I know it’s frustrating to hear over and over again, but it depends on your insurance. What shocked me when I had my c-section was how very many bills I got; each department of the hospital (the general hospital care, the anesthesiologists, the NICU team that evaluated my daughter immediately after her birth) all billed separately, and then I also got separate bills from my OB’s office for her fees as the surgeon, as well as the remaining balance from my prenatal care. Some of those things applied to different deductibles as well, which shocked me, and we ended up owning more than we budgeted for. More insurance companies now have cost estimators on their websites; use them. I cannot recommend it enough.

11. How long after giving birth do I have to add the baby to my insurance?

Having a baby (adding a dependent to your household, so adoption counts too) is a qualifying life event, and you have 30 days from the date of the event (your child’s birth) to make changes. It sounds like this will be plenty of time, but remember that you’ll be trying to do paperwork with a newborn in the house. Get the paperwork from your employer before your baby is born, and do it as soon as possible, to make sure it won’t get forgotten. Most insurance plans cover babies for their first 30 days of life, as long as Mom was insured when the baby was born, but if you miss that QLE period, you’ll be waiting for open enrollment to get the baby covered, and that’s a real problem with a newborn.

12. Do all your plans cover well-child care visits?

Well-child visits are Essential Health Benefits, so all non-grandfathered health care plans must cover them, usually at no cost (since they’re preventative medicine).

13. I like my current OB/GYN, can I keep him/her?

It’s definitely possible. Call your OB/GYN and see if they’ll accept your current insurance plan.

14. Will I need a referral to an OB from my primary care physician?

Some plans are called HMOs, and require referrals; some plans are PPOs, and do not. To find out which you have, contact your plan.

Final Words

I can not thank  Nisha Rk enough for all the great information. I hope you found it as useful as I did.

Remember that it is important to read over your insurance paper work and to take the time to call your insurance provider to make sure they are up-to-date, and you have all your questions answered.

Annoying Pregnant Women

Annoying Pregnant Women CartoonI attempt very hard not to let my pregnancy, and all its symptoms put other people out.  I have often heard myself using the phrase “I’m pregnant, not feeble” and have only ever once asked for somebody’s seat, and that was because sometimes I have a bit of trouble breathing comfortably while standing.

But I happen to believe that pregnancy does not entitle a woman to any special treatment.  Here are a few stories of women who apparently don’t subscribe to my line.

The Entitled Pregnant

This is the woman you’ve probably met and definitely resented.  The woman who automatically cuts to the front of the line, even though you and your fellow liners have been waiting patiently for your turns,  without casting one apologetic ‘may I please?’ look over her shoulder to the rest of us.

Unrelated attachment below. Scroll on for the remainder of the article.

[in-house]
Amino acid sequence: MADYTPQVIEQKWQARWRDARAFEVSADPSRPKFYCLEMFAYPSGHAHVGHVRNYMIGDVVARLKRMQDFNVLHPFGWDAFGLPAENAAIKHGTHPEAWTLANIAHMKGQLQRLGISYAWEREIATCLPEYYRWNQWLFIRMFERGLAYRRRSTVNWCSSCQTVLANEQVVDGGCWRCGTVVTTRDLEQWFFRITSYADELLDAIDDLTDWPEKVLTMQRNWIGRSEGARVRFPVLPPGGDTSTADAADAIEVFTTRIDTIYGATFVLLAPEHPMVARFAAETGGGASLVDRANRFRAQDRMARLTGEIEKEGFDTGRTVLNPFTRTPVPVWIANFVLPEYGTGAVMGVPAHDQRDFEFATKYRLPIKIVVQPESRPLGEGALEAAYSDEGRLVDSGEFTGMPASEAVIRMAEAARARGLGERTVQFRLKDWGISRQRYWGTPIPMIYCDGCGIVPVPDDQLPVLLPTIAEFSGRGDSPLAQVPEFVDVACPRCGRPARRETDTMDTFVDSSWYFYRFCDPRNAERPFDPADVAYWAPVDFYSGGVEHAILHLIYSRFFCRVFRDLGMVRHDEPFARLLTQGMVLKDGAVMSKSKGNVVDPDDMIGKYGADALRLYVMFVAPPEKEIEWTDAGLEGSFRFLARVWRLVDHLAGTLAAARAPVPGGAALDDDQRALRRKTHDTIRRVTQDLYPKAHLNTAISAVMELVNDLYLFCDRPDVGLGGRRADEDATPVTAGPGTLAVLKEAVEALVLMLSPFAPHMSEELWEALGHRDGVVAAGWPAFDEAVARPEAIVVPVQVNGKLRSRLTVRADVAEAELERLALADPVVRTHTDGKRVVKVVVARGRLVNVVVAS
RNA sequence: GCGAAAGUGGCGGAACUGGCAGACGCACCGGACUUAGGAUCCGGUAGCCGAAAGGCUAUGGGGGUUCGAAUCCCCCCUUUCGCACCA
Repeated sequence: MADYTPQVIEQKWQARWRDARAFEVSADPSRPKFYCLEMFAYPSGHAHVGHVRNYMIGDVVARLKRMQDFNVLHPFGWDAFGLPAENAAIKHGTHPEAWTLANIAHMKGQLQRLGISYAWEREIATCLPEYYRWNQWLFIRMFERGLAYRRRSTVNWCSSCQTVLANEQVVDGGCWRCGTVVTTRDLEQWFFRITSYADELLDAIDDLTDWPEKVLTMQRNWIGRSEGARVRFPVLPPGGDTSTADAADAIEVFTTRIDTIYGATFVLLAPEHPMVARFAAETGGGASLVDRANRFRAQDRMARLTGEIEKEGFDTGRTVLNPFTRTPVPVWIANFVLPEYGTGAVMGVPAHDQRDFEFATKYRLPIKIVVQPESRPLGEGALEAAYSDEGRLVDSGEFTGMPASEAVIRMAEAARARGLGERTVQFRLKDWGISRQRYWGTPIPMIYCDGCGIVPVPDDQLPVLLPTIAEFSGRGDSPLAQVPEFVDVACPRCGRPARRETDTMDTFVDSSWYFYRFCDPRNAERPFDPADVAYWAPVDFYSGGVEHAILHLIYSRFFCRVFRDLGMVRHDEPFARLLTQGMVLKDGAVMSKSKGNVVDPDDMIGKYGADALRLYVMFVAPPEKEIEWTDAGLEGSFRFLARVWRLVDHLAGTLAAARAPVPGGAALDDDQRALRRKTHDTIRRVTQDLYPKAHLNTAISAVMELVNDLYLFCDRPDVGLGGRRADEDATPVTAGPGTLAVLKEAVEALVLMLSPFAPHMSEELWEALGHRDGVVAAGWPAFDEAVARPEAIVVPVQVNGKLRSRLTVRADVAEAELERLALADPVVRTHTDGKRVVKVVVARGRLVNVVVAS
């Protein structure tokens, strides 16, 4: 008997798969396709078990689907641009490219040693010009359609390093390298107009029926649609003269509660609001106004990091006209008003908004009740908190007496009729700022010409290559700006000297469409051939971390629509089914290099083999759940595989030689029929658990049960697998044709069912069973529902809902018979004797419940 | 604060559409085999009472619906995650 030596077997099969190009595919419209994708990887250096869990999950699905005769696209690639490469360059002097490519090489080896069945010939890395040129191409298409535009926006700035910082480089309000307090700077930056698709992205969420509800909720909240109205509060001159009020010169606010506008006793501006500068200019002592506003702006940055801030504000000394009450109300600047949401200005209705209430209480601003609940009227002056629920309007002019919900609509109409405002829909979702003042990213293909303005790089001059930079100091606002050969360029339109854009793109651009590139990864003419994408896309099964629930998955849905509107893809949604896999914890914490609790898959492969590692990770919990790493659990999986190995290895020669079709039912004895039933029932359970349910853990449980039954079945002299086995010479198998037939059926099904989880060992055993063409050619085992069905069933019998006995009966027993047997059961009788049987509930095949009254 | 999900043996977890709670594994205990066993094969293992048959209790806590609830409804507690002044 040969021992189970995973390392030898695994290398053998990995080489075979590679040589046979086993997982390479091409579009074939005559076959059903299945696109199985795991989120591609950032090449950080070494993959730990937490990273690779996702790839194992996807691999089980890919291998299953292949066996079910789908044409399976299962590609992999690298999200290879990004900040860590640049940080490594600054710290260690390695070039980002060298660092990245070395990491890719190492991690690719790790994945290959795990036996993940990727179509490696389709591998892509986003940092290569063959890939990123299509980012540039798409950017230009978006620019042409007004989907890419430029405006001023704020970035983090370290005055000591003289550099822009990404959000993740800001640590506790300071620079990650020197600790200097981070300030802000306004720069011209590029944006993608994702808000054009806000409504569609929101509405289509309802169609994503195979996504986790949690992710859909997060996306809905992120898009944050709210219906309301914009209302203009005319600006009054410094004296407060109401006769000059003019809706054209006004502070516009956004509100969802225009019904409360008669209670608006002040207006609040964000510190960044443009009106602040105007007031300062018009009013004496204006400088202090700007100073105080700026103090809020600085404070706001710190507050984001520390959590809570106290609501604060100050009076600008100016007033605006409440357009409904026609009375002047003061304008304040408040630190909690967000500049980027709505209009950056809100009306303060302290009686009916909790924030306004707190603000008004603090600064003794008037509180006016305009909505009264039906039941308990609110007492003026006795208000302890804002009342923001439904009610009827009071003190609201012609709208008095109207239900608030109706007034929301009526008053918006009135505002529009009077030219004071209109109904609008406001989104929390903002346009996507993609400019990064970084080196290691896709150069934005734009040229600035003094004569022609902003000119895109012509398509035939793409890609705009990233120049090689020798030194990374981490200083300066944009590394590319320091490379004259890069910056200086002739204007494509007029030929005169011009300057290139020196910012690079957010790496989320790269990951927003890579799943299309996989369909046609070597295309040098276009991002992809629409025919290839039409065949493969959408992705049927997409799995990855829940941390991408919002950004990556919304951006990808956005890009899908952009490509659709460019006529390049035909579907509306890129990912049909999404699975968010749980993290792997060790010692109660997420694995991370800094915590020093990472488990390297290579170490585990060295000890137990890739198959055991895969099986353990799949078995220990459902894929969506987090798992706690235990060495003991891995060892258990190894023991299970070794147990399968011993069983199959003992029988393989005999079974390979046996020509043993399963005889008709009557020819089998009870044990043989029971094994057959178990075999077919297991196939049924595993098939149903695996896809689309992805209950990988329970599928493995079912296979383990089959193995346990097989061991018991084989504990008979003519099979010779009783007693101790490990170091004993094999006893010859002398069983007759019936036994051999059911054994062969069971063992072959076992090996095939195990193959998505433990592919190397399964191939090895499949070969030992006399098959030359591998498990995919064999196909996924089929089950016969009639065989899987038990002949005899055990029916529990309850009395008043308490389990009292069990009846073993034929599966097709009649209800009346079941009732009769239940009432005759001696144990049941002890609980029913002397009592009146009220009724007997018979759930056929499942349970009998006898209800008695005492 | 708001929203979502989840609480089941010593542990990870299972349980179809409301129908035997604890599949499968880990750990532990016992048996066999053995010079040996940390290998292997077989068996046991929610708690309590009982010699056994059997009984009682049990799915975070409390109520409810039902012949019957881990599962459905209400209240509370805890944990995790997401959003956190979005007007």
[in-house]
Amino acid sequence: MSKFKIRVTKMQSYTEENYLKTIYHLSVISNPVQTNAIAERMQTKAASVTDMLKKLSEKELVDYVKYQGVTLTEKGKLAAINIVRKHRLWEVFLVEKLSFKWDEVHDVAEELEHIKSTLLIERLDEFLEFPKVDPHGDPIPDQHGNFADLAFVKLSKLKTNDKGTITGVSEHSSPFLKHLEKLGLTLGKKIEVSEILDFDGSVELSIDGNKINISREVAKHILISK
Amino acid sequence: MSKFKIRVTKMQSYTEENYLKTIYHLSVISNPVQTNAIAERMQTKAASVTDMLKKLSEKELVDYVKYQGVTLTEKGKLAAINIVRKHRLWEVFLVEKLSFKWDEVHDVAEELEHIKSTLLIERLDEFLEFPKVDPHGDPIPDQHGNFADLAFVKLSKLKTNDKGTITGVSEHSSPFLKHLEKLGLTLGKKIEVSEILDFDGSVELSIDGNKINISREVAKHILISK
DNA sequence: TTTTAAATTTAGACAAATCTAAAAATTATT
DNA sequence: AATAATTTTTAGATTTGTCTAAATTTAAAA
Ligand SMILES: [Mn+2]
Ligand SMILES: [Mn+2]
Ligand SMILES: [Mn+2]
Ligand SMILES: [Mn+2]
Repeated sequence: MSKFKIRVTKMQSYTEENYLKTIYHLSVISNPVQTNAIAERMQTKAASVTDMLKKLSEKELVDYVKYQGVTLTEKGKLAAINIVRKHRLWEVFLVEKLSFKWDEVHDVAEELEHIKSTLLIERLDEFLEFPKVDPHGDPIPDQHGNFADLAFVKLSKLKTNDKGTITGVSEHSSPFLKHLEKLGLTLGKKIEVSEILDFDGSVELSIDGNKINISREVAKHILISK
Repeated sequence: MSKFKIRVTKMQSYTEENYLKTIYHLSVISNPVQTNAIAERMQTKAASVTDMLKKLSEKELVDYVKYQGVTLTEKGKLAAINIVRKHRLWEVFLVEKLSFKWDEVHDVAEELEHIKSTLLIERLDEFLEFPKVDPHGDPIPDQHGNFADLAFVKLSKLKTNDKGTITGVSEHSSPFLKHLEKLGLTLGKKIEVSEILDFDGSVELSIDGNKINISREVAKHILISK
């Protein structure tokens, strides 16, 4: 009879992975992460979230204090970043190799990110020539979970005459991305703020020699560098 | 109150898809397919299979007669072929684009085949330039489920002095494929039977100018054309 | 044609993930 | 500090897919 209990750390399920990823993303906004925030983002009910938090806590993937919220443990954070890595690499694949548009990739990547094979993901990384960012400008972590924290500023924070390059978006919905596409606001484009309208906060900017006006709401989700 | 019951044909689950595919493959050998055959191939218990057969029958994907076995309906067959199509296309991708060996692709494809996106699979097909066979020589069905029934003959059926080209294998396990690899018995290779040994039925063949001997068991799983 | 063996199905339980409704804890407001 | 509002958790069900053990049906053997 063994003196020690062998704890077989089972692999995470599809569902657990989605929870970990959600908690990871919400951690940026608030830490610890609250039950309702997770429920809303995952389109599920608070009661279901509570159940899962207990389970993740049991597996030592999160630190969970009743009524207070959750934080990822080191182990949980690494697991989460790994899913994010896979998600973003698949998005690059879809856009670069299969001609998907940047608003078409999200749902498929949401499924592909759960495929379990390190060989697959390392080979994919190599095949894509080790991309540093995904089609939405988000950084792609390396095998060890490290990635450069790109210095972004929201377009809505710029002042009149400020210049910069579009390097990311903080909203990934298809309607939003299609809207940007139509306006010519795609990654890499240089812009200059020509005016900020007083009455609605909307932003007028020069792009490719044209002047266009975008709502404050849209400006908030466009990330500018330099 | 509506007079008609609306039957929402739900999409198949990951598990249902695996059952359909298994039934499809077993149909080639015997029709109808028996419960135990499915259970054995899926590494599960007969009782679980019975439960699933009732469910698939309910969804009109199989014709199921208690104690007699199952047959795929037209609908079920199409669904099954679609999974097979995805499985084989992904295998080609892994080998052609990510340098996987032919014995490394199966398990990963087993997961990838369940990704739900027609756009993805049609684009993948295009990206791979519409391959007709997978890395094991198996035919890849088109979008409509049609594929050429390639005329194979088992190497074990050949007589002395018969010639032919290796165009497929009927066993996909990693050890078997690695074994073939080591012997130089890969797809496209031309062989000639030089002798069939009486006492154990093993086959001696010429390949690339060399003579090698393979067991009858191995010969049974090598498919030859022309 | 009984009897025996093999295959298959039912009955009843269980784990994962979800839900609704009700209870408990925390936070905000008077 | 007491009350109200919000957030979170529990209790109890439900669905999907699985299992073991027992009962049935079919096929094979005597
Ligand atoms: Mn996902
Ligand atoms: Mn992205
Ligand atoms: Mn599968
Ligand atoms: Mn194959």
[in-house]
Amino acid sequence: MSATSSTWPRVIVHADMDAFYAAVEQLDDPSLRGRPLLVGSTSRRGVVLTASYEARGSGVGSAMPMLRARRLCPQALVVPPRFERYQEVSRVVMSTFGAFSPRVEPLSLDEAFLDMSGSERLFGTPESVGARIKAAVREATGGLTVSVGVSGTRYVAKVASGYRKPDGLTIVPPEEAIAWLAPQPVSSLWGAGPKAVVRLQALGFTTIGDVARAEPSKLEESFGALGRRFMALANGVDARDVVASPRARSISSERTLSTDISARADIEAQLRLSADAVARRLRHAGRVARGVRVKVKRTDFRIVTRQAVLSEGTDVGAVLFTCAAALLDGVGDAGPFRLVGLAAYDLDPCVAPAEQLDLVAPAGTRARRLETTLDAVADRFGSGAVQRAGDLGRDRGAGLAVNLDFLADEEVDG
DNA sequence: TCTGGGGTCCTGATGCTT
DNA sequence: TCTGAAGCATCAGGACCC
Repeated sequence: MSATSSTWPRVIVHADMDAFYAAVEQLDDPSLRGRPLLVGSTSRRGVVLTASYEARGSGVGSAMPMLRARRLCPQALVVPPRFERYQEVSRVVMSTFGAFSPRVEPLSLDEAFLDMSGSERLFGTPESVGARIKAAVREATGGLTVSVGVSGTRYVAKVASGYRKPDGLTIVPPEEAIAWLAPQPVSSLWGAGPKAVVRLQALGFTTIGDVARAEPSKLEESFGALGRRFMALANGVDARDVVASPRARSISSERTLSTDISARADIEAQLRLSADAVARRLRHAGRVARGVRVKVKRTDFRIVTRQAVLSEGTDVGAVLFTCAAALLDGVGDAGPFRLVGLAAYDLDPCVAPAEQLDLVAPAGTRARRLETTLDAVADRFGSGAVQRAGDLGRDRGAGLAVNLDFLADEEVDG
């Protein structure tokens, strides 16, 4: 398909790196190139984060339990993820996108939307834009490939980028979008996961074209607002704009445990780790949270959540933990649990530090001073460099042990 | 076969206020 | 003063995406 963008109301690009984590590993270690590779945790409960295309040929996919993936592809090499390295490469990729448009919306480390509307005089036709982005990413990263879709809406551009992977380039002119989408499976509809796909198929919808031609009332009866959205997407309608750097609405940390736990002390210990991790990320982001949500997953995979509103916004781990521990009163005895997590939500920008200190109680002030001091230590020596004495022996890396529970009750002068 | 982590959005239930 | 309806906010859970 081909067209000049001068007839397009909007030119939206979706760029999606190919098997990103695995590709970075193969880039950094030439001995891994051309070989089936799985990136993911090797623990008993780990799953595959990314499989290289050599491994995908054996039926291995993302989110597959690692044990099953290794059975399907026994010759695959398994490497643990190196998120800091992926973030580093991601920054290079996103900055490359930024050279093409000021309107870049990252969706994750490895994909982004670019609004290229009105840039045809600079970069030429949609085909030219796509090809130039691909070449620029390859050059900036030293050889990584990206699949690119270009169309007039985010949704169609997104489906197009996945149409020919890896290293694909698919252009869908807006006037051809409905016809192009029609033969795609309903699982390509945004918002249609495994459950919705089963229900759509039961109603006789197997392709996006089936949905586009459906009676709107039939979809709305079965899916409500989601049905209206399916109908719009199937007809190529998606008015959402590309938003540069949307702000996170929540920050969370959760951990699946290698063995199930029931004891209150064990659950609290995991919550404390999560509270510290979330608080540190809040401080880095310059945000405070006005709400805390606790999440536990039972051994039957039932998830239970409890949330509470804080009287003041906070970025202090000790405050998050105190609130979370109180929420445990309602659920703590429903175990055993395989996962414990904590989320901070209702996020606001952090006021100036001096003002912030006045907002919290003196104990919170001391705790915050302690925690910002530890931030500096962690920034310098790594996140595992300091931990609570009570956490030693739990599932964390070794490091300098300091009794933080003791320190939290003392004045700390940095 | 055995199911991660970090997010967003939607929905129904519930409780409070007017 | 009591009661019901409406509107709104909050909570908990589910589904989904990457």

And why should she ask for permission?  Isn’t the fact that she has a belly an all access pass?  Isn’t the word ‘pregnant’ synonymous with the word ‘entitled?’

The Sickening Sap Pregnant

The pregnant woman who gets teary-eyed whenever she thinks about or mentions her ‘pwecious widdwle baby bean.’  Nothing in the world has ever been this important, this momentous before and nothing (nothing) ever will be this important again.

She speaks only in baby talk even when out with the girls so her baby won’t feel left out.

Later she will send out mass mailings of the DVD with her birth on it, and calls you later to compare notes.

The Over Protective Pregnant

I was listening to a radio story a long time ago, so long that I cannot give proper credit to whom it belongs, where a pregnant woman (she described herself as just beginning to show) was shopping, pushing a grocery cart.  When she chanced to come around a corner at the same somebody else and their cart was coming around that corner.

This woman flings her cart away ahead of her, huddles on her ankles with her arms over her belly and screams.  One presumes she couldn’t think of a better way to handle the situation?  Like, remembering that you’re a pregnant woman, not an active bomb.

The Annoying Pregnant

The woman who gets pregnant and then willfully refuses to talk about anything else.  She has even been known to break into your conversations (say, on the virtues of Lynyrd Skynyrd.) and switch the tracks with something like ‘my baby’s almost a free bird!’

This behavior elicits nothing but a collective eye roll, with some heavy sighing.  But do you think she’ll take the hint?


That will just remind her that she hasn’t told you that her mother-in-law is hardcore hinting middle names and isn’t that horrendous behavior?

The Pageant Production Pregnant

This woman likes to stage things.  She hires a professional photographer to take her pregnancy photos complete with the one where she and her husband’s hands make an oh-so-adorable heart shape over her stomach.

She hires a baker to insert gender-specific buttercream filling into oversized (overpriced) cupcakes and invites everyone over to watch her eat them.  Oh!  It’s a boy!  I could’ve just called you, but I wanted everyone to take a couple hours out of their day to drive over here and consume empty calories before driving back from whence you came until I beckon again.

Then she’ll have a belly bust done, casting her stomach in paper mache and painting/beading/bronzing it so you can then eat gender-specific nachos out of it at the baby shower, which, by the way, she has not allowed her ‘host’ to plan for her.  Why?  When she could just do it herself and get it right.  Right?

The Critical Pregnant

This is the mother to be whom, upon seeing you enjoying chocolate-covered peanuts at the movies, rolls her eyes and scoffs loud enough for you to notice her disdain.  “I would never eat that, my baby deserves to have proper nutrition.  Doesn’t your baby deserve better?”

Wherein, if I had the nerve to think of something like this off the cuff, I’d say, ‘You deserve to know the truth, nobody cares what you have to say, #@tch.’

Here is a song by Garfunkel & Oates called “Pregnant Women are Smug”  If you’re offended and can’t laugh at yourself a little… then it probably hits too close to home.  Hmmm?